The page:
William Moran, a 70-year-old man of Trinidadian origin, limped painfully while transferring from his bed to his chair in a private hospital in Manhattan. It was March 2020, and I was visiting him as a court evaluator in a Mental Hygiene Law Article 81 guardianship proceeding. The limp was caused by four gangrenous toes that have refused to heal, coupled with diabetes and related circulatory problems. While hospitalized, Mr. Moran suffered a stroke, from which he will require significant rehabilitation before being able to ambulate or otherwise care for himself.
Mr. Moran’s mental condition has also been compromised by the stroke. Whereas he was reported to be alert on admission, he is now short-term memory-impaired and cannot recall exactly where he was residing before he walked into the hospital’s emergency department. He has no money, nor documents to verify his identity. He recalls that he arrived in the U.S. in the 1980s with a visa to pick fruit, which expired long ago. He said he worked off the books in restaurants until his hospital admission, and he believes that he can return to cooking and living in a rooming house if he can learn to walk again. He is fully cooperative, but he is unaware of his own memory deficits or the extent of rehabilitation he would need to regain independence.
It was Mr. Moran’s 121st day in the hospital and, in spite of the fact that he was medically cleared to be transferred to an admitting skilled care and rehabilitation center 100 days earlier, his immigration status remains unknown, and therefore his eligibility for public benefits is also undetermined. It is unlikely that a nursing home will accept a patient in Mr. Moran’s position, who requires long-term care and has no means to pay for such care, especially when it is apparent that he is unlikely to qualify for Medicaid to reimburse the facility.
The hospital has brought a guardianship proceeding to seek the appointment of a guardian for Mr. Moran with authority to inquire after his immigration status and determine his eligibility for New York State Medicaid and other benefits. Even after a guardian is appointed, if Mr. Moran does not qualify for benefits, he may spend the rest of his life in his hospital room. He is not alone.
New York hospitals house unknown numbers of undocumented patients, many of whom have lived in the United States for most of their adult lives and have worked, raised entire families and survived under the radar. An undocumented patient who is unable to continue working and earning as a result of illness or injury, and who requires supervision and assistance with activities of daily living, is only eligible to receive Medicaid from New York State to finance necessary skilled care in limited circumstances related to one’s immigration status.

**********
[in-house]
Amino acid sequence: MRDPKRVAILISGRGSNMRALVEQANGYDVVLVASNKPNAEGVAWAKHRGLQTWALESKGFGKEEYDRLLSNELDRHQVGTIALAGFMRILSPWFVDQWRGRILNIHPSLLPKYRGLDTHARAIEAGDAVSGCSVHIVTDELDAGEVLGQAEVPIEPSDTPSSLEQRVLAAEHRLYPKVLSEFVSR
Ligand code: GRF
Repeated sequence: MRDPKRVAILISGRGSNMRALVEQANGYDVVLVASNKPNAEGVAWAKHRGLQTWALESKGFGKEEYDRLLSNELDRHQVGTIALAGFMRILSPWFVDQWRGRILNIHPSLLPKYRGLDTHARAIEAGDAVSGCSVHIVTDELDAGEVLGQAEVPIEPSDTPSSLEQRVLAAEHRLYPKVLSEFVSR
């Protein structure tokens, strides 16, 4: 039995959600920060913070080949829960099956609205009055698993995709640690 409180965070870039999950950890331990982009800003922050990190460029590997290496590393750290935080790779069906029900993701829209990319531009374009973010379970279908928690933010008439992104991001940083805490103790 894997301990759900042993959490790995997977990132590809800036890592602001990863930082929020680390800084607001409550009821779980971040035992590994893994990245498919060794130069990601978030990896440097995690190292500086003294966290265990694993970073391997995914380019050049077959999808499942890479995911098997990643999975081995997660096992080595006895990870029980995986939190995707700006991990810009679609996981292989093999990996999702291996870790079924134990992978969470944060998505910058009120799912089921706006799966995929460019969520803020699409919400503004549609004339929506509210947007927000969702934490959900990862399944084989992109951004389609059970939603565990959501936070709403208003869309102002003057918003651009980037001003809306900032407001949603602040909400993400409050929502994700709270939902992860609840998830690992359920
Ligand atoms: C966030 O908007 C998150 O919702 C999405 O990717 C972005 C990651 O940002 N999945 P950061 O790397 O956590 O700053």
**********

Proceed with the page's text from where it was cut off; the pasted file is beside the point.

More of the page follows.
Absent a designated eligibility status, no benefits to cover long-term care costs are available. Unless charitable placement in a nursing home is offered, or family members present themselves as willing to shoulder the burden of care, the patient cannot be safely discharged from the hospital and becomes, for all intents and purposes, a permanent resident of an acute care bed to the frustration of both the host hospital and the patient.
Problems related to the care and management of such patients are enormous. Some suffer from psychiatric conditions and cannot be contained in their rooms, wandering the unit restlessly all day and needing one-to-one supervision by hospital staff. Others are simply stuck in bed and spend months or years without fresh air, exercise or rehabilitation.
While advocates have argued for years that prolonged hospital stays are dangerous to these patients, with the advent of COVID-19, these fears have been actualized by patients like Mr. Moran, who contracted the virus while hospitalized. Even if Mr. Moran becomes ill from COVID-19, requires intubation and later needs rehabilitation to be weaned off of a ventilator, he will nonetheless remain in the hospital without rehabilitation.
For both patients and hospitals, the inconsistency between the law that compels a hospital to treat patients in medical emergencies (and from which the hospital can expect reimbursement), and the laws prohibiting public benefits to be accessed by these same patients after emergency care abates, causes some undocumented patients to remain stuck in hospitals, sometimes for years, while these hospitals receive no compensation for their care.
The Emergency Medical Treatment and Labor Act (EMTALA), enacted by Congress in 1986, made it federal law that Medicare-participating hospitals offering emergency services must provide a medical screening examination (MSE) when requested to examine or treat an emergency medical condition (EMC), regardless of an individual’s ability to pay, and to provide stabilizing treatment for the patients with an EMC or, if the hospital is not capable of treating the individual’s EMC, to provide an appropriate transfer to another hospital with the capability to treat the condition, which must accept the transfer.